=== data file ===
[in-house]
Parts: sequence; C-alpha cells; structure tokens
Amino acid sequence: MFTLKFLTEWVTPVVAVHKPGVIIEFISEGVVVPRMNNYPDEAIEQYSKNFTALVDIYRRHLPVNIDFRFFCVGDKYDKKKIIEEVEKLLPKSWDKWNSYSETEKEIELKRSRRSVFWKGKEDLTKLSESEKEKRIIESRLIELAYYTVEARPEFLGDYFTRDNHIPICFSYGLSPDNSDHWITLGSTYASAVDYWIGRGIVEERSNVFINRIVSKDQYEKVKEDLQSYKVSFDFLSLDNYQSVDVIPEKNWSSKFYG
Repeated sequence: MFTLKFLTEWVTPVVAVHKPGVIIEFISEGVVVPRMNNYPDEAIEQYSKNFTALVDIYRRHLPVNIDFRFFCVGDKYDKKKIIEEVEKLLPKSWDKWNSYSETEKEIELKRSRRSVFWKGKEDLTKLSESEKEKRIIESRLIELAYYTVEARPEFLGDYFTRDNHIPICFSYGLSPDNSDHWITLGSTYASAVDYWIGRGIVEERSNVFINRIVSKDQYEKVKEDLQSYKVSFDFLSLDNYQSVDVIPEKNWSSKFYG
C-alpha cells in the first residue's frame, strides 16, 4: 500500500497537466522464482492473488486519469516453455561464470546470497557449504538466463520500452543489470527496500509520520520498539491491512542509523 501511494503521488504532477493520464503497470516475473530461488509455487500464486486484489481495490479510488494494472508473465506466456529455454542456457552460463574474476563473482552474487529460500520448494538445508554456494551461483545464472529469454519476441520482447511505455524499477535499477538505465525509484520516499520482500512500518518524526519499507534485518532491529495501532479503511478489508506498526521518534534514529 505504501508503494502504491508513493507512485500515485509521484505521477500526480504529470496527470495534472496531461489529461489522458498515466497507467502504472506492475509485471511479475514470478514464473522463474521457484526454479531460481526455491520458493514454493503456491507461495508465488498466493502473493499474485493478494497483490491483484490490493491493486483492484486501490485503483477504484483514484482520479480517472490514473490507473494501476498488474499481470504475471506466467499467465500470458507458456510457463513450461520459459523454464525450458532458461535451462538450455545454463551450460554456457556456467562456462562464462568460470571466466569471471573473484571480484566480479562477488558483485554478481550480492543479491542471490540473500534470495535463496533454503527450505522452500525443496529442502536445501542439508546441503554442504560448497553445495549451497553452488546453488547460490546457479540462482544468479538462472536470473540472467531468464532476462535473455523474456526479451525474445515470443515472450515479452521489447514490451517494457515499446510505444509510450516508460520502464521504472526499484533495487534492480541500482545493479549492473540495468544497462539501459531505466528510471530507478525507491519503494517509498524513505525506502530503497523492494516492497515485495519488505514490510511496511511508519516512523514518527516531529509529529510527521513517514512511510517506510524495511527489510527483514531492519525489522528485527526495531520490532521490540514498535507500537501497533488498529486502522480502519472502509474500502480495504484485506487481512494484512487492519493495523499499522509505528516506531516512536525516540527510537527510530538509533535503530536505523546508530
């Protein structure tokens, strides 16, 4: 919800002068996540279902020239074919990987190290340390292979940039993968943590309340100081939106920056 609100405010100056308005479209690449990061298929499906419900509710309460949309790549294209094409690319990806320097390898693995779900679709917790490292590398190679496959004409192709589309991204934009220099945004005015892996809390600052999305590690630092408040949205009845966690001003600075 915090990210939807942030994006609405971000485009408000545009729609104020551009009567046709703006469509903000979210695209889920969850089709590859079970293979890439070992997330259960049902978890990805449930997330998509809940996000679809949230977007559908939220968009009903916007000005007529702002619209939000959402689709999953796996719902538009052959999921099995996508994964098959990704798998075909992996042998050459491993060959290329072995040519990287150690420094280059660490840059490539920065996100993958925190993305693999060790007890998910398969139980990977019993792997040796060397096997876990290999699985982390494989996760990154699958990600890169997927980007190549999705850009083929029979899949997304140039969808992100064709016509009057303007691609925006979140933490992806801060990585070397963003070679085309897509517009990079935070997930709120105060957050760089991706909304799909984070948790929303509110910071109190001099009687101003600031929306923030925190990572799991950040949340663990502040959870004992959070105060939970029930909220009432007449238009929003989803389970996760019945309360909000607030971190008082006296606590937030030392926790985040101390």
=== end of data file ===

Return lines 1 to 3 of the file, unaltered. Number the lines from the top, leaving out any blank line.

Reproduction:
[in-house]
Parts: sequence; C-alpha cells; structure tokens
Amino acid sequence: MFTLKFLTEWVTPVVAVHKPGVIIEFISEGVVVPRMNNYPDEAIEQYSKNFTALVDIYRRHLPVNIDFRFFCVGDKYDKKKIIEEVEKLLPKSWDKWNSYSETEKEIELKRSRRSVFWKGKEDLTKLSESEKEKRIIESRLIELAYYTVEARPEFLGDYFTRDNHIPICFSYGLSPDNSDHWITLGSTYASAVDYWIGRGIVEERSNVFINRIVSKDQYEKVKEDLQSYKVSFDFLSLDNYQSVDVIPEKNWSSKFYG